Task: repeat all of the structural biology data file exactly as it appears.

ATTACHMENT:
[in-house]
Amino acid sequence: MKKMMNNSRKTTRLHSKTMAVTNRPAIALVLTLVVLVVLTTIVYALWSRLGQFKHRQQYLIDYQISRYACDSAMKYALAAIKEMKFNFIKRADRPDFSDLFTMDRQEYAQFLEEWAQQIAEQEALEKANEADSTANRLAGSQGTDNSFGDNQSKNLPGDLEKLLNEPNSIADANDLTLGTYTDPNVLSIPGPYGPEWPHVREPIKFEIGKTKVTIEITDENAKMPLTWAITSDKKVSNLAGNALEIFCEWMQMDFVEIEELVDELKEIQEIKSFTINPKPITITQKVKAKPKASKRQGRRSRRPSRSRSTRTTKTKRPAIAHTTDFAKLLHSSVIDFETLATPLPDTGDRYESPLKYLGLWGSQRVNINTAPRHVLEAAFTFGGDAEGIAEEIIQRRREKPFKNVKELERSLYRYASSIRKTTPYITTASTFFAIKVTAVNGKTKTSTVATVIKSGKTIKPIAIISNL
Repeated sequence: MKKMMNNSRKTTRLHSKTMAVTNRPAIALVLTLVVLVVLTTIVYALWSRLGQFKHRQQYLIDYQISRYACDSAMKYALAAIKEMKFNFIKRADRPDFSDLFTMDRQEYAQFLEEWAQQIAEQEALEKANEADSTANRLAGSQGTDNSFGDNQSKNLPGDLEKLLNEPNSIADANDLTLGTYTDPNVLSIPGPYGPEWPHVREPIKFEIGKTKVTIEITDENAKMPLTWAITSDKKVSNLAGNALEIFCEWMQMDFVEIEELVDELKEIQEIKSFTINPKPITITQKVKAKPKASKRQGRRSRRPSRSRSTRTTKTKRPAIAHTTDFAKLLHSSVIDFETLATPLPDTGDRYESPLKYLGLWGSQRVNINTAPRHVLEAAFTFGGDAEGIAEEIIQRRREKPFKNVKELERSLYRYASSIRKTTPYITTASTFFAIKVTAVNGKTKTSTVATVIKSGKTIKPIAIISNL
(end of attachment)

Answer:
[in-house]
Amino acid sequence: MKKMMNNSRKTTRLHSKTMAVTNRPAIALVLTLVVLVVLTTIVYALWSRLGQFKHRQQYLIDYQISRYACDSAMKYALAAIKEMKFNFIKRADRPDFSDLFTMDRQEYAQFLEEWAQQIAEQEALEKANEADSTANRLAGSQGTDNSFGDNQSKNLPGDLEKLLNEPNSIADANDLTLGTYTDPNVLSIPGPYGPEWPHVREPIKFEIGKTKVTIEITDENAKMPLTWAITSDKKVSNLAGNALEIFCEWMQMDFVEIEELVDELKEIQEIKSFTINPKPITITQKVKAKPKASKRQGRRSRRPSRSRSTRTTKTKRPAIAHTTDFAKLLHSSVIDFETLATPLPDTGDRYESPLKYLGLWGSQRVNINTAPRHVLEAAFTFGGDAEGIAEEIIQRRREKPFKNVKELERSLYRYASSIRKTTPYITTASTFFAIKVTAVNGKTKTSTVATVIKSGKTIKPIAIISNL
Repeated sequence: MKKMMNNSRKTTRLHSKTMAVTNRPAIALVLTLVVLVVLTTIVYALWSRLGQFKHRQQYLIDYQISRYACDSAMKYALAAIKEMKFNFIKRADRPDFSDLFTMDRQEYAQFLEEWAQQIAEQEALEKANEADSTANRLAGSQGTDNSFGDNQSKNLPGDLEKLLNEPNSIADANDLTLGTYTDPNVLSIPGPYGPEWPHVREPIKFEIGKTKVTIEITDENAKMPLTWAITSDKKVSNLAGNALEIFCEWMQMDFVEIEELVDELKEIQEIKSFTINPKPITITQKVKAKPKASKRQGRRSRRPSRSRSTRTTKTKRPAIAHTTDFAKLLHSSVIDFETLATPLPDTGDRYESPLKYLGLWGSQRVNINTAPRHVLEAAFTFGGDAEGIAEEIIQRRREKPFKNVKELERSLYRYASSIRKTTPYITTASTFFAIKVTAVNGKTKTSTVATVIKSGKTIKPIAIISNL